Train and Retain – Keeping the newest referees in the program

When your association offers continuing education opportunities for you to enhance your skills, do you show up?



According to North Texas, the median age of referees is 12, and the average experience on most games is 1.5 years. We bring in approximately 1,500 new referees each year and 45 percent of them do not recertify. These numbers tell us that we don’t have a lot of experienced referees on the fields.

There are a host of reasons why some referees don’t return, but the number-one reason is lack of continuous communication, followed in second place by fan behavior.

Being a referee is anything but a routine job. Sure, there are black and white areas of refereeing — you need a whistle, uniform and ball, and you show up 30 minutes prior to your game. But, once you blow the whistle, you are tested in all areas of the game for the duration of the match.

Ask yourself, are you well equipped to handle this match? Do you know the difference between IDFK and DFK restarts, when the ball is in play on the eight restarts of a match, how to properly apply advantage, what are acceptable and tolerable comments from the touchline that won’t affect your game in a negative manor? There is so much to managing a soccer match.

That is why it’s crucial that you plug into your associations’ continuing education opportunities.

Mansfield Soccer Referee Association teamed up this summer with the teams in the Mansfield league for a win-win situation. They invited all teams to take part in the MSA Summer Camp and had a tremendous turnout, with teams ranging from U5-U13 signing up.

Part of the summer camp itinerary included Wednesday-night scrimmages that were officiated with full crews. Referees were invited to come out each Wednesday in July to take part in training. While geared towards newer referees and those referees who hadn’t done any middles yet, all referees were welcomed.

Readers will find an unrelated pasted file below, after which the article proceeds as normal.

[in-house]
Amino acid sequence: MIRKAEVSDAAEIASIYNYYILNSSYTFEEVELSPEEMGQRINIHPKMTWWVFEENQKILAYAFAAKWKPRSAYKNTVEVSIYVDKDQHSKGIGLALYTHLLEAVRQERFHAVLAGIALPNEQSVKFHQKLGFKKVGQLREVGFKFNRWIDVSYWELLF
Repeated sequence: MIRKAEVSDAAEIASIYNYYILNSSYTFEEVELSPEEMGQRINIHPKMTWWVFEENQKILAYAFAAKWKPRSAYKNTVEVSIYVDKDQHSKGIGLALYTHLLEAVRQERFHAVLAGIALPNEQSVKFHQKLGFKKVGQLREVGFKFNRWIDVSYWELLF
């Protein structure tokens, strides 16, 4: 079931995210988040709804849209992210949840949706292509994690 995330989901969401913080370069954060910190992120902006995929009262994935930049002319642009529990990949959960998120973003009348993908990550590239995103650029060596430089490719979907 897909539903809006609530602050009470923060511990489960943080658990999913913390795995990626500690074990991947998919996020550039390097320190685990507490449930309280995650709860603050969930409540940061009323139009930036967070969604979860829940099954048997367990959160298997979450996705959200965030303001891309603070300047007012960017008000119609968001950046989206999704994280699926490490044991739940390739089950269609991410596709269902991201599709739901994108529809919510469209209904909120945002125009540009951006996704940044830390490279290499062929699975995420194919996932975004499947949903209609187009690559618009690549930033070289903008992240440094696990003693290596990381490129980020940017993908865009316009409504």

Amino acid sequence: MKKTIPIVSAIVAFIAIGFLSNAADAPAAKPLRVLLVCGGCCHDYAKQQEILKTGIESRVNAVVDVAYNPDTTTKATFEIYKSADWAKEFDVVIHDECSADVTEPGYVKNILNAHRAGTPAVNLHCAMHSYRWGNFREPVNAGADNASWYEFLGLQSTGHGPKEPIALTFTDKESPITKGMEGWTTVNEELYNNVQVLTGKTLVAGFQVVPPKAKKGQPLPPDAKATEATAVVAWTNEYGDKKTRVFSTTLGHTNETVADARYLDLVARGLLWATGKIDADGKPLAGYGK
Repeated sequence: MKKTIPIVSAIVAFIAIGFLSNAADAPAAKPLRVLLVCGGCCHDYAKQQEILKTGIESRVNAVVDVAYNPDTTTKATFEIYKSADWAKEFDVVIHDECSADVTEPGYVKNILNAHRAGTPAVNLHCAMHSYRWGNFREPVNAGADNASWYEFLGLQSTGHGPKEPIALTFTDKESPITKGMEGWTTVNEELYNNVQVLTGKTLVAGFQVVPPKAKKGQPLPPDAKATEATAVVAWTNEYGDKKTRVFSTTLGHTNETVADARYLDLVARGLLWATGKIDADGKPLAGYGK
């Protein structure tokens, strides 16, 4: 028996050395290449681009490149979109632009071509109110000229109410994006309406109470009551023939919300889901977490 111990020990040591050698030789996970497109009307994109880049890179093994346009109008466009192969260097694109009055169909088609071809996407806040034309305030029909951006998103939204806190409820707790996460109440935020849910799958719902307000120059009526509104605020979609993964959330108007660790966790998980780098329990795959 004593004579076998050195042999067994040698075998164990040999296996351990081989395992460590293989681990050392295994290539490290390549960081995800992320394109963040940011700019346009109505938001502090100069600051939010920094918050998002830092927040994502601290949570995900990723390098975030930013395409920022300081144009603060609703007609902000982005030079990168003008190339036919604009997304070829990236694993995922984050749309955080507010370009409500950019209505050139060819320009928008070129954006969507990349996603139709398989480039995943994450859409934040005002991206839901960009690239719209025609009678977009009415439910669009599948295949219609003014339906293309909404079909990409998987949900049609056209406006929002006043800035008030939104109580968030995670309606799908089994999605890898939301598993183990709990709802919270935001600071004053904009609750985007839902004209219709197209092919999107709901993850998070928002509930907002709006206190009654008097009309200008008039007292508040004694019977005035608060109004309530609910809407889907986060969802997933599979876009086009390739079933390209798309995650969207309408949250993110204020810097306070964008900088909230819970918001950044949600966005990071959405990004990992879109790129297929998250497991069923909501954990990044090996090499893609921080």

Each week offered up a specific, relevant topic that would benefit any referee who showed up. The topics ranged from AR mechanics to “Ask, Tell, Dismiss” role-playing. The 90-minute session was divided into three parts: first, referees met with the volunteer mentors and instructors. The topic of the week was presented, followed by some role-playing. Then, the refs put into practice the “how-to” tips on a scrimmage match, rotating between the center and the AR. After the scrimmages, they all met for a Q&A session, focusing on what they learned.

These training sessions were led by MLS, National and State Referees. MSRA provided a safe, fun and encouraging learning environment for all who participated. The referees benefited greatly from the personal instruction, mentoring and praise that they received. They are better prepared for the upcoming season.

Get plugged in to your local association. One of the number-one characteristics you should have as a referee, no matter your game count, is to be teachable. We learn from each game and from those who have gone before us.

A giant thank you to all of you who volunteer to set up training opportunities, who give back your time to teach, mentor, encourage and make the referee program fun.

Have a great season!



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